Will Ferrell

AP Photo/Kevin Wolf

There may not have been any Frank the Tank-style streaking going on last night, but there was certainly plenty of laughs.

That's because several funny folks came out on Sunday to honor Will Ferrell, who was presented with the 14th Annual Mark Twain Prize for American Humor in Washington, D.C. (A fitting place to be celebrated, obviously, considering his popular impression of President George W. Bush.)

So, who all was there, and what did they say and do to celebrate the man who makes us smile?

Paul Rudd, Conan O’Brien, Molly Shannon, Andy Samberg, Jack Black

Paul Morigi/WireImage (4); Kris Connor/Getty Images

Jack Black helped get the evening started off on a high note. Literally. The comic actor took the stage and belted out a reworked version of the Queen classic "We Will Rock You" utilizing such lyrics as "Will, Will, Will, will rock you!"

"It's about time he got some official Washington, D.C., props," said Black. "He's crazy funny. He makes you laugh so hard you cry and pee simultaneously."

Proof of that was made as several clips were shown of some of Ferrell's movies including Old School, Talladega Nights: The Ballad of Ricky Bobby and Anchorman: The Legend of Ron Burgundy as well as highlights from his years on Saturday Night Live.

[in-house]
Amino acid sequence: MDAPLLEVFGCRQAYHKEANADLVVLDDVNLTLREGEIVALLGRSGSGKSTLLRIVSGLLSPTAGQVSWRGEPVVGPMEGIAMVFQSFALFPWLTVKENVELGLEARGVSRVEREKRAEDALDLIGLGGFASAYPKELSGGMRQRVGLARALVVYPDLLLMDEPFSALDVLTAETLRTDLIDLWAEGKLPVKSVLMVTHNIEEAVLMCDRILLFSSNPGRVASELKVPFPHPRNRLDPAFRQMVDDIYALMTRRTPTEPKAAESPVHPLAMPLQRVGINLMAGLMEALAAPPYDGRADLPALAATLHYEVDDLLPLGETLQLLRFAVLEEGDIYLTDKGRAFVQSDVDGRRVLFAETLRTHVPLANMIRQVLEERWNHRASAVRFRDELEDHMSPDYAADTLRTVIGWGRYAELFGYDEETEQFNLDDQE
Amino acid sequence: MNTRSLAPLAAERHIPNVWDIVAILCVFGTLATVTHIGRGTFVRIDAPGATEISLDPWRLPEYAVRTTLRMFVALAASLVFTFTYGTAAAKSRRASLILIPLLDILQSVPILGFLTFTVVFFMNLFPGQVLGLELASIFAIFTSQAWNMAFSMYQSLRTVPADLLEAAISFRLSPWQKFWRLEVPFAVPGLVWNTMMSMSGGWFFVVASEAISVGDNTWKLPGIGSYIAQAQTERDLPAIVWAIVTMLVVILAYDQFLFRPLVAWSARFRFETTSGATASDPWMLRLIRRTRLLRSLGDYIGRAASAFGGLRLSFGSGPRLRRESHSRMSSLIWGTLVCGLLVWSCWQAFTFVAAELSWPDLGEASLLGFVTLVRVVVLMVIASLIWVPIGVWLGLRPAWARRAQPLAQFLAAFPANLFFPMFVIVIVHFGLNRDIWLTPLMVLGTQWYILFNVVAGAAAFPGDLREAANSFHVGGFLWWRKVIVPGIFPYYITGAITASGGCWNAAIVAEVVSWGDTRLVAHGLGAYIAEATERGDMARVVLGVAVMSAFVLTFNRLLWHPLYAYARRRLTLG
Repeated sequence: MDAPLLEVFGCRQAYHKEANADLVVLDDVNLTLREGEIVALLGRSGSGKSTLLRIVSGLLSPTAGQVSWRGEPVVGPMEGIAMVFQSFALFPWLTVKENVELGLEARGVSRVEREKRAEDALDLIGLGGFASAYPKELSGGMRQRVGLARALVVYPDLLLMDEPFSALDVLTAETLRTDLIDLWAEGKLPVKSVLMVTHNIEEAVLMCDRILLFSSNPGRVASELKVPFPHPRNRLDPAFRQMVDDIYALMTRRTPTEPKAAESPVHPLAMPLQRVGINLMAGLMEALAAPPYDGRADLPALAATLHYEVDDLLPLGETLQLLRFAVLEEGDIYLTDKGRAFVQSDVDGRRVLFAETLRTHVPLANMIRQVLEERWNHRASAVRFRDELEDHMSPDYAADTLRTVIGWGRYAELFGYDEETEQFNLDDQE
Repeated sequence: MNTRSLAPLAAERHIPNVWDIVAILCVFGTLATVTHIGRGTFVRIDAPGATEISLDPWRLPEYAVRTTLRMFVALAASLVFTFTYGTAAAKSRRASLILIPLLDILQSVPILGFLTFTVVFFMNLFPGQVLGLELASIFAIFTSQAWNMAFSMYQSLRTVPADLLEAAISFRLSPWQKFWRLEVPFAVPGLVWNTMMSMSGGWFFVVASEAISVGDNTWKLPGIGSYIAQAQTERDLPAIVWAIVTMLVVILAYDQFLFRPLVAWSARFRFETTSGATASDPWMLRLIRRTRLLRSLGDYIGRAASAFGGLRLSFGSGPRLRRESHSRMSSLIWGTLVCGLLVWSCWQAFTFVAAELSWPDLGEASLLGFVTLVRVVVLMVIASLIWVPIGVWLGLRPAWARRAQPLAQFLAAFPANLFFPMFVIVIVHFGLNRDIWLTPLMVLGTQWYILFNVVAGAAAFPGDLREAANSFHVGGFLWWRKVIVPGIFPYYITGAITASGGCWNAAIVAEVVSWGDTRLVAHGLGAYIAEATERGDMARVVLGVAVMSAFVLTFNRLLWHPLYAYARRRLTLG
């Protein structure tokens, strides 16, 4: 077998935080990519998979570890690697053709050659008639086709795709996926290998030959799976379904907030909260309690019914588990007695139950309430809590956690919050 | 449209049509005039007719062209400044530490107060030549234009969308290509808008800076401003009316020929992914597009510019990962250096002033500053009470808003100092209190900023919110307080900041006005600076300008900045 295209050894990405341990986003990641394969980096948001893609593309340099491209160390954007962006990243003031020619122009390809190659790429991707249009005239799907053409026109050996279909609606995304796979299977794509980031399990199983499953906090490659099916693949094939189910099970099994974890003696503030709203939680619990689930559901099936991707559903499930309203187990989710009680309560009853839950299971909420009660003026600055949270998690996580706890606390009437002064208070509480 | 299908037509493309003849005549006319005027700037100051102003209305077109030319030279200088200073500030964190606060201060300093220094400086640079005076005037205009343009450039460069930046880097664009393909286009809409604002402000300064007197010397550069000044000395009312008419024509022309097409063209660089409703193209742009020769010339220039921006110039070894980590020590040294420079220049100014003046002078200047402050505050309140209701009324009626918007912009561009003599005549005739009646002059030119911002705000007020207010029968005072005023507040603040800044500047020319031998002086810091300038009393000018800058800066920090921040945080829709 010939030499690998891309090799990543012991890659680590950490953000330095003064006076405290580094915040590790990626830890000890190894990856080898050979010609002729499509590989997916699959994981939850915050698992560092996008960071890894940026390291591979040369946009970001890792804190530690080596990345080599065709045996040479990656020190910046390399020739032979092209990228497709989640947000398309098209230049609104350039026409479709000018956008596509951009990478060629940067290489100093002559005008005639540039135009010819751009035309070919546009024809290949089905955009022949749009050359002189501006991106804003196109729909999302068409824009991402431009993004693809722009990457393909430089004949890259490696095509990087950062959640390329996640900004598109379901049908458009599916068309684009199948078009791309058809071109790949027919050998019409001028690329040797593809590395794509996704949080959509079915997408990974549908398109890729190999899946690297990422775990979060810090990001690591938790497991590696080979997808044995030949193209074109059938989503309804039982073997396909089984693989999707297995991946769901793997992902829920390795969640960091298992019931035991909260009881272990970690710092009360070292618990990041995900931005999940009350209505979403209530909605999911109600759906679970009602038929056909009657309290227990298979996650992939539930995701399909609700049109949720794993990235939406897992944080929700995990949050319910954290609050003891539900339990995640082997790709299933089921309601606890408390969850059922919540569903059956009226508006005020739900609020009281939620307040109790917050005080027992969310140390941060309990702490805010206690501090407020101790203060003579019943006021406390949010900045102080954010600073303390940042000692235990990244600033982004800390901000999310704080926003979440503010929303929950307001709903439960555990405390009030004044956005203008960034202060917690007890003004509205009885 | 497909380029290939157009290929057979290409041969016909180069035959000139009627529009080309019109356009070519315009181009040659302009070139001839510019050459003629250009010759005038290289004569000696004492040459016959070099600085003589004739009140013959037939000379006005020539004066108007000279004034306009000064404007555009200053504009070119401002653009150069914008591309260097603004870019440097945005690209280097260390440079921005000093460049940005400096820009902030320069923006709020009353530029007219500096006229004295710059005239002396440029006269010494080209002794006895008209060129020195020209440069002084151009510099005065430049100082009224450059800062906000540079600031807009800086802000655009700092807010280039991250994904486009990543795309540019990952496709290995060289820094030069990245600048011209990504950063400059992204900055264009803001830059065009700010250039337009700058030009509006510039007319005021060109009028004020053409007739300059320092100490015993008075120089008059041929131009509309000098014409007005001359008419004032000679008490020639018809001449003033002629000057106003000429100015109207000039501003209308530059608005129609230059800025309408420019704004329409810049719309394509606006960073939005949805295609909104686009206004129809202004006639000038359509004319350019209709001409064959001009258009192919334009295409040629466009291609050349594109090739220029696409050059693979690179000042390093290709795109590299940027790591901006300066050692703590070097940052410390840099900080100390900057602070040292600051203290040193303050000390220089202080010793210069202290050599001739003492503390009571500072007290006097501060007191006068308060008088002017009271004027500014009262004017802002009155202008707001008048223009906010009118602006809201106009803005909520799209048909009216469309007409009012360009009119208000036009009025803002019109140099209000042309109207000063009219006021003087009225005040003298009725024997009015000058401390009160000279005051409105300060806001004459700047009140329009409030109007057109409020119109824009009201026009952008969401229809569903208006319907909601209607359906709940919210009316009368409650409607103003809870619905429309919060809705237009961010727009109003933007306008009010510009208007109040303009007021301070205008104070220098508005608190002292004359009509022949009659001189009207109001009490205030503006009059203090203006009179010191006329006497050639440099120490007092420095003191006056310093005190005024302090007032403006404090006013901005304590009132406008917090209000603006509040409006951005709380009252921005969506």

Fellow SNL alum Molly Shannon quipped that Ferrell's "agents and manager clearly bought this for him" with regard to the award that has been received previously by the likes of Tina Fey, Bill Cosby, George Carlin, Steve Martin and Richard Pryor.

Conan O'Brien was also on hand to return a favor of sorts to his pal. After all, it was Ferrell who appeared as O'Brien's first, as well as last, guest during his short-lived stint as host of the Tonight Show.

"It's a rare friend who's going to stick with you for five and a half months," remarked O'Brien.

Also on the guest list were Ben Stiller, Paul Rudd, Andy Samberg, Ed Asner, Tim Meadows and John C. Reilly.

Ferrell eventually accepted the bronze bust of Mark Twain ("It's about time," he cracked)—and then, in true Ferrell fashion, he dropped it, causing it to shatter into pieces.

Of course, it was a fake. But it still gave the guy a chance to do exactly what he was being honored for in the first place.

"If my children try to touch this, I will beat them," he joked while scrambling to put it back together.

Will Ferrell: The Kennedy Center Mark Twain Prize will air Oct. 31 on PBS.

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